12. Laser Welding Of Finned Tubes Made Of Austenitic Steels

    OpenAIRE

    Stolecki M.; Bijok H.; Kowal Ł.; Adamiec J.

    2015-01-01

    This paper describes the technology of welding of finned tubes made of the X5CrNi1810 (1.4301) austenitic steel, developed at Energoinstal SA, allowing one to get high quality joints that meet the requirements of the classification societies (PN-EN 15614), and at the same time to significantly reduce the manufacturing costs. The authors described an automatic technological line equipped with a Trumph disc laser and a tube production technological process. To assess the quality of the joints, ...

  13. Upgrade of laser and electron beam welding database

    CERN Document Server

    Furman, Magdalena

    2014-01-01

    The main purpose of this project was to fix existing issues and update the existing database holding parameters of laser-beam and electron-beam welding machines. Moreover, the database had to be extended to hold the data for the new machines that arrived recently at the workshop. As a solution - the database had to be migrated to Oracle framework, the new user interface (using APEX) had to be designed and implemented with the integration with the CERN web services (EDMS, Phonebook, JMT, CDD and EDH).

  14. Laser-induced fluorescence applied to laser welding of austenitic stainless steel for dilute alloying element detection

    Science.gov (United States)

    Simonds, Brian J.; Sowards, Jeffrey W.; Williams, Paul A.

    2017-08-01

    Optical spectral analysis of the laser weld plume is a common technique for non-contact, in situ weld plume analysis. However, the low sensitivity of optical emission spectroscopy limits the available information during 1070 nm wavelength laser welding, which is becoming the standard in many industrial operations. Here we demonstrate an improved sensitivity of optical spectroscopy by applying laser-induced fluorescence (LIF) for probing the hot gas plume induced during fiber laser welding of 304L austenitic stainless steel. As a proof-of-principle, we show that LIF is capable of resolving a spectral signal from silicon being emitted during welding. Optical detection of such a low concentration alloying element has not previously been reported and shows the capability of LIF for increased sensitivity. Silicon atoms in the weld plume were excited in the ultraviolet at 221.09 nm and detected at 221.64 nm. We demonstrate the detection of silicon LIF down to laser welding powers of 600 W (210 kW cm-2) making this technique applicable even in low-power laser welding or additive manufacturing scenarios.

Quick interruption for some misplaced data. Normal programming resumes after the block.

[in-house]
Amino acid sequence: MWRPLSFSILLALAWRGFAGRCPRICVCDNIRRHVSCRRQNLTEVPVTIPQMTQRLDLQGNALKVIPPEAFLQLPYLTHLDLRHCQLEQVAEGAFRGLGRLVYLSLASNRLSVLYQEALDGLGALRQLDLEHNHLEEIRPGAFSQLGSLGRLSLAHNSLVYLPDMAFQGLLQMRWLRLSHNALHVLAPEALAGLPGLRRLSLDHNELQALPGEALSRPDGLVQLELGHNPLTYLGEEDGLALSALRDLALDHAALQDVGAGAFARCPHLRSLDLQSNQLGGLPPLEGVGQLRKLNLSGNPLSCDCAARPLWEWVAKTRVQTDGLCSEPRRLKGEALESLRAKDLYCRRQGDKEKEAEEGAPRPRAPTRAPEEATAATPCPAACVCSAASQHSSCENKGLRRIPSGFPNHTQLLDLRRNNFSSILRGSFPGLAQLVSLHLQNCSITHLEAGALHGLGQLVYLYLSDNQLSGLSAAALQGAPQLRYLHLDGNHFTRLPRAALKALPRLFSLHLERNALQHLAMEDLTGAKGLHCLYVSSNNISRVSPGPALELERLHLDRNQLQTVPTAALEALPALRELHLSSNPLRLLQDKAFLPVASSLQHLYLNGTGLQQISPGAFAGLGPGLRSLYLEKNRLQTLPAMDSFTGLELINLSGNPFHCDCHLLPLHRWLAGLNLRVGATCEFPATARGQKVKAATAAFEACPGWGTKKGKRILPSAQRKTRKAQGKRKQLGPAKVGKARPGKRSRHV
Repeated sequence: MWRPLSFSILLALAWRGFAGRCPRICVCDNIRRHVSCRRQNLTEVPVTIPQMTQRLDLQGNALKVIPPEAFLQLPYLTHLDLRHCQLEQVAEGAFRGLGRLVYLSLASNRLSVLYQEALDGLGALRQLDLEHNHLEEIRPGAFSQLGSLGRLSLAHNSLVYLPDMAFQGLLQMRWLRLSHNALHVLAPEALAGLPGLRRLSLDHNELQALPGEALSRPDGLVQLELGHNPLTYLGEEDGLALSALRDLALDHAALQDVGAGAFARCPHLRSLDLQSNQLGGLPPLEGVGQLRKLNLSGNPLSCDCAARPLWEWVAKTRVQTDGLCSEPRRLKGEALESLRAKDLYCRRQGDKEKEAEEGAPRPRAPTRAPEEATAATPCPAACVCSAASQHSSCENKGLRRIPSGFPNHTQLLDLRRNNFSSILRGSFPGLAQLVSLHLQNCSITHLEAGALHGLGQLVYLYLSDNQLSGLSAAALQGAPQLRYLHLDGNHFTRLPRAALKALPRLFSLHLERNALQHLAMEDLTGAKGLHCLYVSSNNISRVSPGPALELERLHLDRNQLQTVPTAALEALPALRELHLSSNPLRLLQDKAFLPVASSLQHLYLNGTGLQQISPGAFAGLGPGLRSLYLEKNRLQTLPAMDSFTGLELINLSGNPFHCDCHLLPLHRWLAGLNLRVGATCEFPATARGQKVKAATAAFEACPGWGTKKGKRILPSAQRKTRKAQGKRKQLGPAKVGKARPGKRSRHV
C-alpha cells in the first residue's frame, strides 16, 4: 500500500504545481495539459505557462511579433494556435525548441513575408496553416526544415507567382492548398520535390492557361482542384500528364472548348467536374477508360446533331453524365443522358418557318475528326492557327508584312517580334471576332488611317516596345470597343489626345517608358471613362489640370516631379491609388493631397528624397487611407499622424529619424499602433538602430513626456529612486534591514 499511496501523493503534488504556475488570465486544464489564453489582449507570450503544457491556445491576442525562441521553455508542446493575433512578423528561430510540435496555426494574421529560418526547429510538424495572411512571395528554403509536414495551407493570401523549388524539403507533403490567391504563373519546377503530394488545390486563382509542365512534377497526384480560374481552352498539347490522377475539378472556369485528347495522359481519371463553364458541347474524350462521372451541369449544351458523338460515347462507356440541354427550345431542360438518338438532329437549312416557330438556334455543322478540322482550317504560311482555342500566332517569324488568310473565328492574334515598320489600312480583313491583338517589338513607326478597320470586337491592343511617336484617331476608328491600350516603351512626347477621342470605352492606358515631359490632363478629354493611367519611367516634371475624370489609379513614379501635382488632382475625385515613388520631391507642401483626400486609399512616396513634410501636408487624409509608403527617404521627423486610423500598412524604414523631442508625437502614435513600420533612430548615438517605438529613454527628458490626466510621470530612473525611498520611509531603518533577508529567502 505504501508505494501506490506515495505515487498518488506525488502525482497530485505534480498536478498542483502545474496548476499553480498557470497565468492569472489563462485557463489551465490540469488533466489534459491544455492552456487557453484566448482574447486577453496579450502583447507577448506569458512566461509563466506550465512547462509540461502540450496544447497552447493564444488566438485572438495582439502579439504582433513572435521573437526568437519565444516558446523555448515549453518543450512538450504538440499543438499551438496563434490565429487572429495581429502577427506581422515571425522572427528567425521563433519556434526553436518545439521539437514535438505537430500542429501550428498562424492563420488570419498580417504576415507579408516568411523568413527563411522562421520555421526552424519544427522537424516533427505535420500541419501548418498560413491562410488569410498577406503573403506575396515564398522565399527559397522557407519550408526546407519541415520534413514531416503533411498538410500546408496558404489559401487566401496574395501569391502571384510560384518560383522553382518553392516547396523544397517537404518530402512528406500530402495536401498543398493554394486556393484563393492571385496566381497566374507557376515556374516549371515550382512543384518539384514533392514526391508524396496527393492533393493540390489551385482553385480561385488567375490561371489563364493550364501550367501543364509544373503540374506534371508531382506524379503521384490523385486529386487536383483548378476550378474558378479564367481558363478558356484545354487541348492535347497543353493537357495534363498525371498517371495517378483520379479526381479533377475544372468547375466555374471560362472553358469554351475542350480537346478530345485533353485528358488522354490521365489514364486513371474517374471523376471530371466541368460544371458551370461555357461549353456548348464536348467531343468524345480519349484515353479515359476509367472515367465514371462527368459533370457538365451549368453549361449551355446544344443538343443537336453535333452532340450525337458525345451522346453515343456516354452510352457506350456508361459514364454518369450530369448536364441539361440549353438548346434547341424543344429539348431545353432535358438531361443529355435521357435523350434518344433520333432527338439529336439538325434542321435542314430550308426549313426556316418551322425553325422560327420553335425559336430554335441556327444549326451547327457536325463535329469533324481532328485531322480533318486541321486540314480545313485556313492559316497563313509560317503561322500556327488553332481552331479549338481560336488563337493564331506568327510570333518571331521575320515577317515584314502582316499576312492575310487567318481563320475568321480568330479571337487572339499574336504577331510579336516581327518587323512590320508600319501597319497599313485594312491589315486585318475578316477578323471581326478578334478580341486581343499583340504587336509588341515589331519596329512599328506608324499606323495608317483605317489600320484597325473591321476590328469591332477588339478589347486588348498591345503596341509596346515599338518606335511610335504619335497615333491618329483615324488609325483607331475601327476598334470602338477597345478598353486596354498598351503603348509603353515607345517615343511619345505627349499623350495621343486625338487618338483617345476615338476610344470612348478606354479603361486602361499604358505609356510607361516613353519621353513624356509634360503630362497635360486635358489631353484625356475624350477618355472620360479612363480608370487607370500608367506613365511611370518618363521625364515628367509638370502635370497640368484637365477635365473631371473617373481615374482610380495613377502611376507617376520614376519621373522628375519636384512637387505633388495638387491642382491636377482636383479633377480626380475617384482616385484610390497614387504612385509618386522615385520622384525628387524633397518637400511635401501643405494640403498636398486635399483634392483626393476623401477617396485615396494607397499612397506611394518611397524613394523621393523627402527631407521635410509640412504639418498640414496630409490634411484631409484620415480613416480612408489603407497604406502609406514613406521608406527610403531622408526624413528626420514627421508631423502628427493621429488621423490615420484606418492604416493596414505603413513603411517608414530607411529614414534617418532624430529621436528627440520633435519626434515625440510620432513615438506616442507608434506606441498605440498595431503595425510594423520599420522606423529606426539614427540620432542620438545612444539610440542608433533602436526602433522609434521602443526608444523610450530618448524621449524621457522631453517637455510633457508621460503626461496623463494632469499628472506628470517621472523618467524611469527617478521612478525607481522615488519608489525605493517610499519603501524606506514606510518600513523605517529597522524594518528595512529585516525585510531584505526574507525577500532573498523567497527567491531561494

15. Ceramic dentures manufactured with ultrashort laser pulses

    Science.gov (United States)

    Werelius, Kristian; Weigl, Paul

    2004-06-01

    Conventional manufacturing of individual ceramic dental prosthesis implies a handmade metallic framework, which is then veneered with ceramic layers. In order to manufacture all-ceramic dental prosthesis a CAD/CAM system is necessary due to the three dimensional shaping of high strength ceramics. Most CAD/CAM systems presently grind blocks of ceramic after the construction process in order to create the prosthesis. Using high-strength ceramics, such as Hot Isostatic Pressed (HIP)-zirconia, this is limited to copings. Anatomically shaped fixed dentures have a sculptured surface with small details, which can't be created by existing grinding tools. This procedure is also time consuming and subject to significant loss in mechanical strength and thus reduced survival rate once inserted. Ultra-short laser pulses offer a possibility in machining highly complex sculptured surfaces out of high-strength ceramic with negligible damage to the surface and bulk of the ceramic. In order to determine efficiency, quality and damage, several laser ablation parameters such as pulse duration, pulse energy and ablation strategies were studied. The maximum ablation rate was found using 400 fs at high pulse energies. High pulse energies such as 200μJ were used with low damage in mechanical strength compared to grinding. Due to the limitation of available laser systems in pulse repetition rates and power, the use of special ablation strategies provide a possibility to manufacture fully ceramic dental prosthesis efficiently.